Henniker is a town in Merrimack County, New Hampshire, United States. As of the 2010 census, the town had a total population of 4,836. Henniker is home to New England College and Pats Peak Ski Area. Henniker is a college town and resort area, featuring both skiing and white-water kayaking.
Restaurants in Henniker
4.5 based on 124 reviews
Pats Peak is a great family friendly mountain with day and night skiing, snowboarding and snowtubing. It is one of the state's most accessible learn-to-ski-and snowboard mountains and is one of the largest night-skiing facilities in all of Northern New England. With trails for all ability levels, terrain parks and snowtubing there is something for everyone. Pats Peak has everything you need with rentals, ski/snowboard lessons, kids programs, childcare and more. 100% snowmaking coverage guarantees great conditions all season long. Kids 5 and under ski free anytime when accompanied by a ticketed adult.
It was a wonderful wedding at Pats Peak and the event staff helped make it a wedding we (guests) will never forget. We had beautiful weather and the mountain scenery just popped, stood out in all its grandeur. The ceremony was held outside with the bridal party on the steps of the gazebo and inside it. The guests were seated on the deck. It is a perfect spot to see the ceremony although I would highly recommend a retractable awning or sail be erected that would provide shade for the guests sitting in the hot sun. The reception inside was prefect. Of special note was the quality of the food. While the selection was limited all of the food was cooked perfectly and tasted great, even down to the perfectly roasted round of beef and the poached chicken. Of particular note was the bar. I have seldom seen an events center bar with as many choices especially with beer and wine. Also, the bar tenders, Nicole and Matt, her assistant, were top notch. Very professional and friendly. Their mixed cocktails were superb. Great job, you two, you helped make the evening special for us. Lastly, I personally want to Tony, the event coordinator/manager. Fine job, thanks. While we were the guests, everything appeared to go great and as I said above, the food and bar exceeded expectations. Thanks!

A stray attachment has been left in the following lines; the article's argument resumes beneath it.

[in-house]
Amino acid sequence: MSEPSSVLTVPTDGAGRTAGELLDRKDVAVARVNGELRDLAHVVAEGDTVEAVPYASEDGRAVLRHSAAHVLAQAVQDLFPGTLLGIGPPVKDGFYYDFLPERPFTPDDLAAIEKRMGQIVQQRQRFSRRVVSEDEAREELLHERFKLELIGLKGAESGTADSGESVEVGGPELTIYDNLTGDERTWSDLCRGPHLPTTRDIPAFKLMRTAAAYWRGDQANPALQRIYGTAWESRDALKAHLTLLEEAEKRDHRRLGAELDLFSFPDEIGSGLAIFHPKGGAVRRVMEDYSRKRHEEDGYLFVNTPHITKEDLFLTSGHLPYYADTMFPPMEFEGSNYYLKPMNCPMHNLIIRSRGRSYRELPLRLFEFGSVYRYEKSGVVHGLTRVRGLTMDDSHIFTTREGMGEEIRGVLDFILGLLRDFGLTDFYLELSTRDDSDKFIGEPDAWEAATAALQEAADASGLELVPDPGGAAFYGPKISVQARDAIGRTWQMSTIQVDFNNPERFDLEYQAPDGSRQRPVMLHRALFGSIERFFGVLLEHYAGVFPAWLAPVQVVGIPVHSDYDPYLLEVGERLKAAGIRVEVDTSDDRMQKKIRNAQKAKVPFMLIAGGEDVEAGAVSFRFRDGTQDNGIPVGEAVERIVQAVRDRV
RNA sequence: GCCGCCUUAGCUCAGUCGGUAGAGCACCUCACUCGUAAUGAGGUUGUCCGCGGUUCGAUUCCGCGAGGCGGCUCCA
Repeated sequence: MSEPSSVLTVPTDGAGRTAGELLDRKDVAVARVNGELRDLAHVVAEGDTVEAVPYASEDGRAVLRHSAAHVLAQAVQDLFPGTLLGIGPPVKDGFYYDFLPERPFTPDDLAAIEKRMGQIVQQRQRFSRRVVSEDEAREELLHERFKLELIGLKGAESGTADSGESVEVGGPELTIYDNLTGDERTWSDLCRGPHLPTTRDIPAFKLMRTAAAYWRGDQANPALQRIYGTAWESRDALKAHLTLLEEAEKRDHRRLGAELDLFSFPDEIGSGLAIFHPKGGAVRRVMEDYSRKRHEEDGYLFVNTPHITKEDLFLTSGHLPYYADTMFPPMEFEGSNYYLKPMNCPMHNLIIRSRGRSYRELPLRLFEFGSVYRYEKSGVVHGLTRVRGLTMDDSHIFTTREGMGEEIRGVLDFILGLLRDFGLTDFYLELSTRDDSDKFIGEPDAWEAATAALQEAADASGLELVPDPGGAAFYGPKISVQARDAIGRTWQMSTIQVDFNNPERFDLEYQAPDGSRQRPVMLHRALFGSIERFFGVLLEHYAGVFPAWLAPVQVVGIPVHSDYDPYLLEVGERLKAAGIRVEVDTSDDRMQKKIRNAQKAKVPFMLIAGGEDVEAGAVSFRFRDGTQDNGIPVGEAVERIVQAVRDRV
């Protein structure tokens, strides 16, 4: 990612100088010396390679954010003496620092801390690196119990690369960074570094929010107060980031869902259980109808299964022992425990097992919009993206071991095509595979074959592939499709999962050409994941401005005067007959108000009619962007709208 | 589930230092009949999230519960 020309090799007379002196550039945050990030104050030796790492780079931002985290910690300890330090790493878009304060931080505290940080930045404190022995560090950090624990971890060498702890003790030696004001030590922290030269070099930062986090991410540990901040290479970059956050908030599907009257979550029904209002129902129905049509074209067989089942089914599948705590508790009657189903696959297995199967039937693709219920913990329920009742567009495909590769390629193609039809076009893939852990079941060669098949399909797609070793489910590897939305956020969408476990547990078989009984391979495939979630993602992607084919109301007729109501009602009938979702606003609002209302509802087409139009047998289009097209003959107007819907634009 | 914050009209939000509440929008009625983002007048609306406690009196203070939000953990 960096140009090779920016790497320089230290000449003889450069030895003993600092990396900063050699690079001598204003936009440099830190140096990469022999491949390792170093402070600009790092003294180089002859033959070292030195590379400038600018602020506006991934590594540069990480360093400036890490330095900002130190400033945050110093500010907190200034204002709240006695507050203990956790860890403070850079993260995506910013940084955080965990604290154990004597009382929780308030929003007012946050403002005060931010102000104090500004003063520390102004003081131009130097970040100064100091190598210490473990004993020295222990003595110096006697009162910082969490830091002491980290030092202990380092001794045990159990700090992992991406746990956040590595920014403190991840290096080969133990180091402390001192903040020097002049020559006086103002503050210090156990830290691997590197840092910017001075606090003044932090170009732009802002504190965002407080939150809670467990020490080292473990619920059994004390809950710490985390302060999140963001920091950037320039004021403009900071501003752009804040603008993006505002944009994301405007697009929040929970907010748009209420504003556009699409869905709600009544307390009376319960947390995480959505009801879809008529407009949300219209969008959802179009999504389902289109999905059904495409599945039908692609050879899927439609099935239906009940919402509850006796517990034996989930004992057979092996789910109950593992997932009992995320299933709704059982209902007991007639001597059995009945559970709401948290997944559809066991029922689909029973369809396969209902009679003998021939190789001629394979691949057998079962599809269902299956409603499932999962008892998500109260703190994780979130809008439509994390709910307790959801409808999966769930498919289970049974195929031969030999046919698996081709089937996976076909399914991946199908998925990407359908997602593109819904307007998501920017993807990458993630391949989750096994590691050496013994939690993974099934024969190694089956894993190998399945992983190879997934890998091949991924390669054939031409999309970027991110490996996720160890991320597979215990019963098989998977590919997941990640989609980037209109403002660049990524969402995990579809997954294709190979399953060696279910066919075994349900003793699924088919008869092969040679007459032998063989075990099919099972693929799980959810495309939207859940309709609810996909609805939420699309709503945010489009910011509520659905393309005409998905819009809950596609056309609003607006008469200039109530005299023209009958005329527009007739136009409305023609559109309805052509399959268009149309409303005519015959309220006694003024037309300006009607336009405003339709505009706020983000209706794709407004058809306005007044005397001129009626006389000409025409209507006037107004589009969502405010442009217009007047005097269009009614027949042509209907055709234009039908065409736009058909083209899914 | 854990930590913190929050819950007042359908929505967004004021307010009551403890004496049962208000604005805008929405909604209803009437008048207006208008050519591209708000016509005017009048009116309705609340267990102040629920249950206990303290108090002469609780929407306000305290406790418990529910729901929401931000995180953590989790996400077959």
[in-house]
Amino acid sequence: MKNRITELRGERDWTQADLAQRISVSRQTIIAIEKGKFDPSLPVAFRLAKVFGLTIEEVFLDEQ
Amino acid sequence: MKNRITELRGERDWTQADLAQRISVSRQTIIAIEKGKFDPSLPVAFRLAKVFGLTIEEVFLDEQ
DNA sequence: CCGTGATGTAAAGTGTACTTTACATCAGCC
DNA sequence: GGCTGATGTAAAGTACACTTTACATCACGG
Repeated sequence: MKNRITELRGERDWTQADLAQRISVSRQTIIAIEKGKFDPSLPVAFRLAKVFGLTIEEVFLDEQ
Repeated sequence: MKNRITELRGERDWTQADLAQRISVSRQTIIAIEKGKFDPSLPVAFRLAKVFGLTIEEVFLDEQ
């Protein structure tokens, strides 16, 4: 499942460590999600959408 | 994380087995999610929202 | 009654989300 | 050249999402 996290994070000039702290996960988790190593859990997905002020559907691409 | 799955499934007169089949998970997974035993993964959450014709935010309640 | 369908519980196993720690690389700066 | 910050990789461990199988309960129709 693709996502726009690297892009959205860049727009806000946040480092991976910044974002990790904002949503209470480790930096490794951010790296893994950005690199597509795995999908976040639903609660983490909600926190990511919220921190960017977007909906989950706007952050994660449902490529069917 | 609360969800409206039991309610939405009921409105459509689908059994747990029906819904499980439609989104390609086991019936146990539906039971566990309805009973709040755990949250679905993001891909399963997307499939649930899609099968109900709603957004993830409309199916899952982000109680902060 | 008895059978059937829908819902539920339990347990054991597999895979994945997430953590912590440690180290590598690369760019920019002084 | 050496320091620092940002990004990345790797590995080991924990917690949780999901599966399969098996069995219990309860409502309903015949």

4.5 based on 50 reviews
Franklin Pierce Homestead was the home of the fourteenth president of the United States from his infancy until his marriage in 1834. The Pierce Homestead is a spacious and beautiful, federal style country home. Built by Pierce's father in 1804, it reflects the gracious and affluent living of the nineteenth century. A ballroom, which extends the entire length of the second floor, was used for entertaining neighbors and distinguished families of the state and nation. Franklin Pierce shared Daniel Webster's dedication to national unity and led our country during the most trying of times, the time of slavery. Private tours & large group tours can be arranged. The Pierce Homestead is available, at a fee, for small private functions & meetings.